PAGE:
With two new Lite versions joining the Galaxy S and Galaxy Note family, it's obvious that Samsung wants to appeal to a wider range of buyers with devices that are more affordable than the original models.
But, apart from the S Pen on the Note 10 Lite, what's the difference between these two new Samsung Galaxy handsets?
What's the same?
- Same size display and resolution
- Storage options
- Battery and charging
- Front camera and rear ultra-wide camera
- Samsung One IU and Android 10
Before we get to the differences, let's just run through those things that aren't different.
Both push the cameras into a black unit the corner and the overall measurements are close - although the Note 10 Lite is a little heavier.
Both come with a 6.7-inch Infinity-O display at 2400 x 1080 pixels (394ppi) with the same selfie camera at 32-megapixels and some of the core specs like storage and the 4500mAh battery and charging are the same. Likewise, they will both off the same Samsung One UI sitting on Android 10.
- Galaxy S10 Lite: 162.5 x 75.6 x 8.1mm, 186g
- Galaxy Note 10 Lite: 163.7 x 76.1 x 8.7mm, 198g
The Galaxy Note 10 Lite isn't that light at 198g; it's bigger than the S10 Lite in all dimensions and some of that's going to come down to having to accommodate the S Pen. As both these devices have the same size display, it's the S10 Lite that packages things in a little tighter, with smaller bezels.
When it comes to colours, the S10 Lite will come in Prism White, Prism Black and Prism Blue, while the Note 10 Lite will be Aura Glow, Aura Black and Aura Red, so the Note offers the more exciting colours.
- Galaxy S10 Lite: 6.7in Super AMOLED Plus
- Galaxy Note 10 Lite: 6.7in Super AMOLED
While the resolutions are the same, these displays appear different in Samsung's details. What's the difference between AMOLED and AMOLED Plus? Samsung says that Super AMOLED Plus creates a more ergonomic design by using a flexible OLED, although it appears that both these display are flatter then the Galaxy S10 or Galaxy Note 10 models, with less curve around the edges.
The Galaxy Note 10 Lite supports the S Pen - and that means that the display is able to detect and react to Samsung's stylus, making it a lot more versatile.
But one detail that we've spotted is that the Super AMOLED Plus of the Galaxy S10 Lite supports HDR10+, but there's no mention of that for the Note 10 Lite. That means the S10 Lite could have a better performing display.
- Galaxy S10 Lite: 7nm octa core (2.8GHz + 2.4GHz + 1.7GHz)
- Galaxy Note 10 Lite: 10nm octa core (2.7GHz + 1.7GHz)
Samsung has confirmed that the Note 10 Lite will be powered by the Exynos 9810, and that the S10 Lite will run on the Qualcomm Snapdragon 855 platform like the Galaxy A90 5G (although the S10 Lite isn't a 5G handset).
Indeed, Samsung may offer different hardware in different regions, something it has long done on its devices. There may also be differences in RAM to support this, with the UK getting the 8GB version, while the Note 10 Lite is listed as 6GB.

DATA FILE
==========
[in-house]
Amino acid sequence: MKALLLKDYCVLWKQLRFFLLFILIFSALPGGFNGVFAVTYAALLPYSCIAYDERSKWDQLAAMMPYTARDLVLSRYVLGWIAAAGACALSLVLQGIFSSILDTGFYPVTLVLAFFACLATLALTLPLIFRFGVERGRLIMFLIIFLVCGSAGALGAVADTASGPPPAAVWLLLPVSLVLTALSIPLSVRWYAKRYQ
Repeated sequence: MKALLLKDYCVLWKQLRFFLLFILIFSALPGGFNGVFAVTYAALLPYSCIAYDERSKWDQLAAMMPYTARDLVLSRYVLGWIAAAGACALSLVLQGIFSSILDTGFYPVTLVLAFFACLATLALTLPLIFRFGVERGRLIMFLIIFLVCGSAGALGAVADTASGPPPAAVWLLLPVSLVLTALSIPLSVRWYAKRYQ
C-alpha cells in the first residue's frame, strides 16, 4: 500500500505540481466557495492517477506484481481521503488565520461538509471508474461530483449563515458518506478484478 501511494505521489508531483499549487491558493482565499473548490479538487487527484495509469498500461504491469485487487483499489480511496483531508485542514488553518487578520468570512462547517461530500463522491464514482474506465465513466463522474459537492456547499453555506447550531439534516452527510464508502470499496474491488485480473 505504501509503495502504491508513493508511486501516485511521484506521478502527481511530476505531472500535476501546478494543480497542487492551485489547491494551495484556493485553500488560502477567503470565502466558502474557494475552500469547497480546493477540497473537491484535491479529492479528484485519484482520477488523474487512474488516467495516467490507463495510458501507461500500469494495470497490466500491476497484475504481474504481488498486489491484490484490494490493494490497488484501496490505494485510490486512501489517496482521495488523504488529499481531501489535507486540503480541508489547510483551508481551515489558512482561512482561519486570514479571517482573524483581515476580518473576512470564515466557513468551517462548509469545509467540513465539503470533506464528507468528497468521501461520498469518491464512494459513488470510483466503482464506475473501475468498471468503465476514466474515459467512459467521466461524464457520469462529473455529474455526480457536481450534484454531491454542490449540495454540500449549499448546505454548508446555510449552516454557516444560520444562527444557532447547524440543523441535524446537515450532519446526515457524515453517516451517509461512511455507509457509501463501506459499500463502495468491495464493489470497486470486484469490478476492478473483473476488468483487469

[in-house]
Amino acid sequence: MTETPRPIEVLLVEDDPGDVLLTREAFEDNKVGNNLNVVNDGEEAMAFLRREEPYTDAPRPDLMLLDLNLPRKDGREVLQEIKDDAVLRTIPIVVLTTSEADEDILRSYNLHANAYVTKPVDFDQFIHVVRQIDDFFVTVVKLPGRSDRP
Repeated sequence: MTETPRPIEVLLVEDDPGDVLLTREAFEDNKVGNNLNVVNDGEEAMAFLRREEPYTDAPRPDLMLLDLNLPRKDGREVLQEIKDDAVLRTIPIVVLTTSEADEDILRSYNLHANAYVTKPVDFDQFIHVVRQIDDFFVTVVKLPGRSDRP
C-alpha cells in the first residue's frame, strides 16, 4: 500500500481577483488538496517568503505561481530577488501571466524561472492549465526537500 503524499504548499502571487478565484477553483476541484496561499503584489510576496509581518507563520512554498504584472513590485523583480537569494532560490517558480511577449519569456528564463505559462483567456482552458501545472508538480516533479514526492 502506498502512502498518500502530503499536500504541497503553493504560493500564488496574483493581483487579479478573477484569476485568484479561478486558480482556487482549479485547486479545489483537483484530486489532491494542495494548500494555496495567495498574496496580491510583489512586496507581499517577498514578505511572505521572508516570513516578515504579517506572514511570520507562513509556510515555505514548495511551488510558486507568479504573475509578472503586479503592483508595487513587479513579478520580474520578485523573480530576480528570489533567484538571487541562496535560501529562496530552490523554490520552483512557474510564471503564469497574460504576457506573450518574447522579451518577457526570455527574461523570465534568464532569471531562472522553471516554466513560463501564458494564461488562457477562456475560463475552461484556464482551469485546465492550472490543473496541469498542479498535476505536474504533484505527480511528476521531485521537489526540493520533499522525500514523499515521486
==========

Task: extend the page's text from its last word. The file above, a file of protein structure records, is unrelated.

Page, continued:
What does this all mean? It looks like the Note 10 Lite is using slightly older hardware than the Galaxy S10 Lite and it might mean that the Galaxy S10 Lite is the slightly better performer, or the device that looks more favourable to customers.
- Galaxy S10 Lite: 48MP, 12MP, 5MP (main, ultra-wide, macro)
- Galaxy Note 10 Lite: 12MP, 12MP, 12MP (main, ultra-wide, telephoto)
The arrangement of cameras on the two devices is rather baffling because they head off in completely different directions. The only camera that's the same on both devices is the 12-megapixel f/2.2 ultra-wide. Otherwise the Note 10 Lite camera arrangement is similar with the original Note devices, with a 12-megapixel main and 12-megapixel zoom camera.
The Galaxy S10 Lite has a camera arrangement that's similar to the Galaxy A90 again, with a 48-megapixel main camera. This is supported by Super Steady OIS to remove shake. It then offers a 5-megapixel macro lens - something that the Note 10 Lite doesn't have at all.
The lack of a dedicated zoom on the S10 Lite is probably rolled into the higher-resolution sensor, with Samsung wanting you to use digital zoom and that OIS to keep things sharp. Still, it's a very different set of cameras on these phones and it might be that the S10 Lite looks like the more advanced setup.
The S Pen
Of course, we can't talk about these two devices without mentioning the S Pen. The S Pen defines the Note series from Samsung, and in this case you get the Bluetooth Low Energy-equipped S Pen, giving you some remote control over your device.
Naturally, it's a great experience for those wanting to input text, but with wider Air Command support, you'll be able to do a whole lot more, like innovative screen capture and interactions. Naturally, the Galaxy S10 Lite doesn't have any of these features.
Looking at the specs, these phones are actually completely different. Different core hardware, different camera arrangement and a different experience. About the only thing that's the same is the word Lite in the name.
At first glance the Samsung Galaxy S10 Lite looks like the better device. We suspect the display will be better and that it will have more power on offer. The cameras might also give this phone the edge, but we'll have to test those to get a better idea of what's on offer. We'd also say that the Galaxy S10 Lite looks favourable against the Galaxy S10e - and priced at £579 it's cheaper than the S10e was at launch.
The Galaxy Note 10 Lite appeal is very much going to come down to price - and that's just £529. The Note 10 is expensive and this is basically giving you those S Pen functions at a more attractive price. If you're looking at these two handsets and you're not an S Pen fan already, then we suspect the Galaxy S10 Lite will be the better option.